Imagine going to work for Steve Jobs as a recent college graduate. That's what happened to Mark Tacchi, who dropped out of graduate school in 1993 to take a job at NeXT, the computer company Jobs founded after being forced out of Apple.
Getting the job was a dream come true, says Tacchi, who now heads Vendini, an arts ticketing provider that handled more than $300 million in ticket sales last year. "When I was 15, I bought my first Apple computer and thought, 'One day I want to work for Steve Jobs,'" he recalls. Growing up in Winnipeg, he didn't know where Silicon Valley was, "but I wanted to be there!"
In time, Apple acquired NeXT in a deal that put Jobs back at Apple's helm. Tacchi spent a total of four years at NeXT and Apple, and he learned a lot about how to run a business (and how not to). Here are some of his takeaways:
1. Make your products light-switch simple.
Early on, Tacchi was invited to work on a product demo for a new e-commerce system, which he now describes as "like a very simple Amazon store." At the time, it was cutting-edge technology.
"We were told, 'Come up with something and we'll see if Steve likes it,'" Tacchi says. If so, Jobs might use the demo in an upcoming keynote. Tacchi and a colleague worked hard on the user interface, making it as easy and intuitive as they could.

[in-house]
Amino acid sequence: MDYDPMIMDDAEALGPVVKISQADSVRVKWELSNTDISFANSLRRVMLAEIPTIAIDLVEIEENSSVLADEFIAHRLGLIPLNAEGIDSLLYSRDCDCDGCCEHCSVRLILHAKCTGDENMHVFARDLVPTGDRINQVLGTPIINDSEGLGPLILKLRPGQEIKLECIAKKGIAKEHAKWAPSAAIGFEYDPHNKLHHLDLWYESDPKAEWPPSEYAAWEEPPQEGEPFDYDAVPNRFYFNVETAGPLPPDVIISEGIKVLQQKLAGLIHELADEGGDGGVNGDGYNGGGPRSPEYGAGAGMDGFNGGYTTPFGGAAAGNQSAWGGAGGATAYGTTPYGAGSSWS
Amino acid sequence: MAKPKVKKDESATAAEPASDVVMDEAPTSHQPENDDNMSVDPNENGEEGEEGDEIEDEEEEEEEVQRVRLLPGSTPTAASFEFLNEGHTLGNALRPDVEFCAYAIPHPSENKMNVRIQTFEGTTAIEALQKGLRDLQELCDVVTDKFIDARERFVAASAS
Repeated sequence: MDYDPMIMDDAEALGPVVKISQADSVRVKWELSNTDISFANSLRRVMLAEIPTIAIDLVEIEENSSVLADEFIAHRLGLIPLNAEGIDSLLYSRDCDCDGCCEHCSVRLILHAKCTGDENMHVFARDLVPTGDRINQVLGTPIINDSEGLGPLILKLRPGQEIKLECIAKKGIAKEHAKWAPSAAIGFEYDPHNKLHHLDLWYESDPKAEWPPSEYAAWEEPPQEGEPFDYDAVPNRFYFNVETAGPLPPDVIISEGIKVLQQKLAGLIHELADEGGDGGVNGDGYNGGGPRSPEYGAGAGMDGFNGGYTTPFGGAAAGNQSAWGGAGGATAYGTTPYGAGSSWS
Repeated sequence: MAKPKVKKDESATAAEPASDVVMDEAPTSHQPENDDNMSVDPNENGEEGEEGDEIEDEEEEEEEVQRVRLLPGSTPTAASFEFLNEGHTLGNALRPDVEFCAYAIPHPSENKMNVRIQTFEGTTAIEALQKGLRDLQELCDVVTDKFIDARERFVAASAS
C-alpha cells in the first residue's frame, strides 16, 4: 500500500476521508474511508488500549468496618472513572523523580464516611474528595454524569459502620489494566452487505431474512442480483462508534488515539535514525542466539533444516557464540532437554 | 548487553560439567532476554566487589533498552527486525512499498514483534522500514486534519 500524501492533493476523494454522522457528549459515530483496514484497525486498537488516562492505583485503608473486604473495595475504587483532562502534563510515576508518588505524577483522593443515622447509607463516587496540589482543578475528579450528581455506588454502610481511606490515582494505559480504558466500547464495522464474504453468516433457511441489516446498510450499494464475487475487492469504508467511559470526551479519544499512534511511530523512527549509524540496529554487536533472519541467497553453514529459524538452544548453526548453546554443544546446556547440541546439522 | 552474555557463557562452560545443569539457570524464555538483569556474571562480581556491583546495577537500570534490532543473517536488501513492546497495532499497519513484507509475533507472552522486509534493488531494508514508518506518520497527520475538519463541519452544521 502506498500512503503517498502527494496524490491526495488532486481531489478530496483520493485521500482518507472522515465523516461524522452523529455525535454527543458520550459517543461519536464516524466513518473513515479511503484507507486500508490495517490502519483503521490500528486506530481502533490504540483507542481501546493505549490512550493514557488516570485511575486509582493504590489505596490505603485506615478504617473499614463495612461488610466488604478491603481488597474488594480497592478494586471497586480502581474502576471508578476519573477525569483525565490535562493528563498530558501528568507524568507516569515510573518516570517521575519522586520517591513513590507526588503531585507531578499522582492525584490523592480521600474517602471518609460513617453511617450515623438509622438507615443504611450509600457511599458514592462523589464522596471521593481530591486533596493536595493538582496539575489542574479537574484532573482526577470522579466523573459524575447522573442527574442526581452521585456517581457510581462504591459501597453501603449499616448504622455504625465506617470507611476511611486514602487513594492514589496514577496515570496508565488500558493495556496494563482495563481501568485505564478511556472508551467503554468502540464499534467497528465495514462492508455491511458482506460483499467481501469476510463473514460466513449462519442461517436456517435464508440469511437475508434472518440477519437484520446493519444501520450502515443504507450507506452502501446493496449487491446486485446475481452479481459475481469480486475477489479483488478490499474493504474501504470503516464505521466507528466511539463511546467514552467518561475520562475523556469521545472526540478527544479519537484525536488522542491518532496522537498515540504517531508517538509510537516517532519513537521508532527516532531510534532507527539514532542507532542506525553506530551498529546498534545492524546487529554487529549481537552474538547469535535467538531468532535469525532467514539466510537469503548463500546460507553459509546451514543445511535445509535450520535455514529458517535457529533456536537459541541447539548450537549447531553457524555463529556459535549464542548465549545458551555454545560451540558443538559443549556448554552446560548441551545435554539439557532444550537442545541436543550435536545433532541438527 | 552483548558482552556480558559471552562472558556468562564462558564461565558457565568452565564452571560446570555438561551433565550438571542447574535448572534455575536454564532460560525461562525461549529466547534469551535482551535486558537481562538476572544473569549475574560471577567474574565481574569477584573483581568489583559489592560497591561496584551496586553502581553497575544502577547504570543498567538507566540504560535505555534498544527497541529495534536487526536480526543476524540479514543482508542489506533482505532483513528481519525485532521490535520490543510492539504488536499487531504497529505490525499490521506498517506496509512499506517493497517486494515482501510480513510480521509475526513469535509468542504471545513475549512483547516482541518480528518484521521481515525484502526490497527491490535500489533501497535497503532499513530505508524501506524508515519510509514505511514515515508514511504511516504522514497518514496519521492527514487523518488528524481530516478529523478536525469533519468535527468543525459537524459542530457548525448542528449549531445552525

Five minutes before their presentation, Tacchi's supervisor stopped by. "He closed the door, sat down, and, looking serious, said, 'I just want you to understand that, whatever Steve says, you shouldn't take it personally.'"
A now-terrified Tacchi joined his friend in the demo room moments later. "It was a big, blacked-out conference room, right out of the movies, with glowing monitors all around the room with all the demos," he recalls. "So Steve Jobs comes in and--wow, this is the guy!"
Jobs went systematically from one workstation to the next, trying out the demos. At the first workstation, he immediately said, "No, I can't use this one." At the second, he said, "Maybe I can use this if someone can fix the graphical interface." Now it was Tacchi's turn.
Because the demo was designed to be user friendly, Tacchi and his friend had provided no instructions. They figured Jobs could sit down and immediately figure it out. And that's just what happened. "He's looking at it, clicking around, and then he sits back and says, 'OK, this I can use.'" Tacchi and his friend performed a silent high-five from opposite sides of the room.
Tacchi's been committed ever since to "light-switch simple" design for all his products. "One of my biggest rules is, if it needs an instruction manual it's probably designed wrong," he says.
2. Offer a solution, not a product.
"Steve loved making sexy technologies that solved problems," Tacchi says. "At NeXT, we built solutions for the Fortune 100. At Vendini, we built our company the same way. We're not a ticketing company; we've created a complete solution for festivals and concerts, everything to help these companies innovate and succeed."
Creating a complete solution is the way to build for the long term, Tacchi says. It's the difference between creating a product and creating a successful company.
3. Sweat the small stuff.